Economics of Faith – Practices around COVID-19

This blog is part of a series relating to the economic impacts of the COVID-19, novel coronavirus outbreak of 2020.

Belief and faith are very much part of our culture and also our economy. Many Christians today are observing fasting in preparation for Easter. 

Easter is a period when sales of everything chocolate, yellow, bird or rabbit-like is purchased. It is a religious feast of the crucifixion and raising of Jesus. Many Christians in Australia and worldwide practice this feast and many others also observe. Easter hunts and hat parades are commonplace and a number of industries rely on this holiday for their revenue.  

How does this have anything to do with the Coronavirus? 

For churches around the world, this period is their busiest time. They celebrate mass on a daily basis with some observing multiple sessions on the same day. In addition, during the major days of Palm Sunday, Good Friday, Holy Saturday and Easter Sunday – the number of people attending church can run into the tens of thousands. Easter is considered a more important spiritual period than Christmas. 

Greek Orthodox, and many of the other Orthodox faiths, practice the same tradition of giving the Eucharist, body and blood of Christ, as wine with holy bread. This is passed out to parishioners by the priest by the use of a spoon while he recites a special prayer. The one spoon is used for all in the service. This translates to potentially in the local church you may share the spoon with 200 to 300 other people ranging in age and medical conditions. For the majority of the church attendees, they are aged and/or have some health conditions and turn to their faith and/or the church.

In a time when we are concerned to be in the same room or stadium and we are not shaking hands what is the potential impact of the Coronavirus on the church?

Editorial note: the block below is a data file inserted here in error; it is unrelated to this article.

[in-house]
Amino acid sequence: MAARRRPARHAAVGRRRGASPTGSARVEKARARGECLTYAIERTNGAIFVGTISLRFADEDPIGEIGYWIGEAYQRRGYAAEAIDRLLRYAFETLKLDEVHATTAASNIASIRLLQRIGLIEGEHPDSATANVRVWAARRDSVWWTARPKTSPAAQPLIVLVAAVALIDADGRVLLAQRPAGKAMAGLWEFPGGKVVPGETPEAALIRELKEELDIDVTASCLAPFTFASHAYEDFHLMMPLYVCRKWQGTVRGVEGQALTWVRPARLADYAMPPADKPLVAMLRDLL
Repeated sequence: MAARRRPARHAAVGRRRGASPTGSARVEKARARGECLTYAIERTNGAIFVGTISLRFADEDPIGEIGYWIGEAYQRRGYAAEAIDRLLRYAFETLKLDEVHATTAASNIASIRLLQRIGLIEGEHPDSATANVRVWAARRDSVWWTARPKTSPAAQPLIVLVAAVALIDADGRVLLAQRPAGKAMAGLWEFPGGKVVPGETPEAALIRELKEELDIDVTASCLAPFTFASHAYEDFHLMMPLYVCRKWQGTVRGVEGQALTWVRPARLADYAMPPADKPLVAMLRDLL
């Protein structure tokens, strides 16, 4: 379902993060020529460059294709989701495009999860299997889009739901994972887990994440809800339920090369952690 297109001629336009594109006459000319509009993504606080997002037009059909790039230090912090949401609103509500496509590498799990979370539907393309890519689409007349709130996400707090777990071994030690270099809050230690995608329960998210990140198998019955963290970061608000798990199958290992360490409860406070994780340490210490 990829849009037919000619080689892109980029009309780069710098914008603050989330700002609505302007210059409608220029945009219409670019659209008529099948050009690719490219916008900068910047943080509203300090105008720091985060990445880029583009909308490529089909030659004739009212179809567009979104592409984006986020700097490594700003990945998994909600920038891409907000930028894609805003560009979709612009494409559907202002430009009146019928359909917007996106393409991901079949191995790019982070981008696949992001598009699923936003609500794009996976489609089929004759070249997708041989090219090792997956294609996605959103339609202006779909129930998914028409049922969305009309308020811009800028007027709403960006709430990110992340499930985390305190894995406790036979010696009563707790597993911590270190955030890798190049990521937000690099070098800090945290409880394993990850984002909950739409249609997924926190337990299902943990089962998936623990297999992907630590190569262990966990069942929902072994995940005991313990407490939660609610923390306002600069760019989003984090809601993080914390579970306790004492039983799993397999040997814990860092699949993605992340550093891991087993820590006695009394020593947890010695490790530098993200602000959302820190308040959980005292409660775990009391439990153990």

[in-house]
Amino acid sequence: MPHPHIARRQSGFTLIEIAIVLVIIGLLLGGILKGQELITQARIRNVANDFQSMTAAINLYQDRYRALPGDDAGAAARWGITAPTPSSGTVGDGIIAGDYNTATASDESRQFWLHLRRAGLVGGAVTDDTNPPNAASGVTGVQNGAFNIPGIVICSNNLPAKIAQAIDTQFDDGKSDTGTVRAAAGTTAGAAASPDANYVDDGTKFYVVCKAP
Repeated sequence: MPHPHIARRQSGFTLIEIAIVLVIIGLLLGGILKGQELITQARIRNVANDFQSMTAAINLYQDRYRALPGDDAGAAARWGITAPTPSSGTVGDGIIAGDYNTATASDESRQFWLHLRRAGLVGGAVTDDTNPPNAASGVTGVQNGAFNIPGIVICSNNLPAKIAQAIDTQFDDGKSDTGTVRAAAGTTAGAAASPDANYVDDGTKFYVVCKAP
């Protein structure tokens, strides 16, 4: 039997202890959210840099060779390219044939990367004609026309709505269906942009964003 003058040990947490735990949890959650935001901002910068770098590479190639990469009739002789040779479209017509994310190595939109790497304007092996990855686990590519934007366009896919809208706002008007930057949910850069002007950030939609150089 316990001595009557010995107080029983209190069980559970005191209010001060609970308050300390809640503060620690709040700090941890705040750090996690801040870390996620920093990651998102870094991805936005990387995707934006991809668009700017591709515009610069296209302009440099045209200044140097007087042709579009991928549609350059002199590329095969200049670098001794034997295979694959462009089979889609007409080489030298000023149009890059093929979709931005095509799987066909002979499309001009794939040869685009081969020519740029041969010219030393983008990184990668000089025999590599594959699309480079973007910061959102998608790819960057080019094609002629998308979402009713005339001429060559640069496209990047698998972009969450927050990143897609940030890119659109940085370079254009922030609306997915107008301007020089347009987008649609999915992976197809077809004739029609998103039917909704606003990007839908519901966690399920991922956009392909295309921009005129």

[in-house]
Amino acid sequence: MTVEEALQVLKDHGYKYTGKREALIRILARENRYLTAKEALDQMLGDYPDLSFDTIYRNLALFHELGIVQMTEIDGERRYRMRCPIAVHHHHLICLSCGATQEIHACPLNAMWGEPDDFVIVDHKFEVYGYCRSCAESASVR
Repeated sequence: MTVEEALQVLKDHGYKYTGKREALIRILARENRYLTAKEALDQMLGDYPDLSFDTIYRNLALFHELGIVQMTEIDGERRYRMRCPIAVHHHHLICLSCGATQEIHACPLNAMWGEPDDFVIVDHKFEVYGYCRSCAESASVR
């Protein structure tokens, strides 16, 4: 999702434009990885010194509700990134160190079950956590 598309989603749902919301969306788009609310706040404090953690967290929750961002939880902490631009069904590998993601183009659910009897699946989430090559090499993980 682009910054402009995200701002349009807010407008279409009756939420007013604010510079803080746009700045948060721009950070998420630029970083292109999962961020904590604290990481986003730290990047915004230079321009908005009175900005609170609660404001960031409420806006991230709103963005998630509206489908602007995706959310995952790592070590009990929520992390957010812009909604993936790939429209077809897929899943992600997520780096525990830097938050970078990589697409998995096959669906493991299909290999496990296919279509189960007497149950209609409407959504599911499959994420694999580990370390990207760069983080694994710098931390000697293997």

Debate had raged in the different orthodox communities on whether there would be any changes made on the ritual of worshippers sipping from the same spoon. On the 10th of March, the Holy Synod, the ruling body of the Church, stated that the receipt of the Eucharist cannot be the cause of the spread of the illness and that communion is to continue as per the traditional form [1]. This sent a most confusing message to practitioners on what to do at this time. The media and their government is directing them to socially distance but their church is supporting the continued sharing of the spoon. We are being told not to stay in close contact with others for extended periods of time by our health scientists while being directed to attend our church on a daily basis for masses that may be for up to 2 to 3 hours long in a closed space. 

What are the implications of these mixed messages? For many people that I spoke to, it caused them to question their faith. It made them shy away from their church given the blaring evidence of the spread and the effects of the Coronavirus. Churches, particularly ones that practice traditional faiths, have had the challenge in recent times of maintaining their practitioners and regular church attendee numbers. Will this virus have an effect beyond the health impact but a broader economic bearing on the church? 

On a wider economic scale, the Easter shows, the school holiday activities, travel within and outside the country, and the surge in retail and restaurant trade are ones that many look forward to during this time. We have seen the cancellation of many customary events held at this time such as  the Easter Show in Sydney, and other shows around the country have also been cancelled or are likely to be cancelled. Restaurant trade has been declining as people shy away from gathering in closed or public places. The remaining question is what will happen to retail trade during this time and will consumer sentiment about the virus be offset by the government stimulus package. 

  1. Kambas, M., Georgiopoulos, G. (2020), In era of coronavirus, Greek church says Holy Communion will carry on, Reuters, 10 March 2020, [Accessed 16 March 2020 at 5:30pm]

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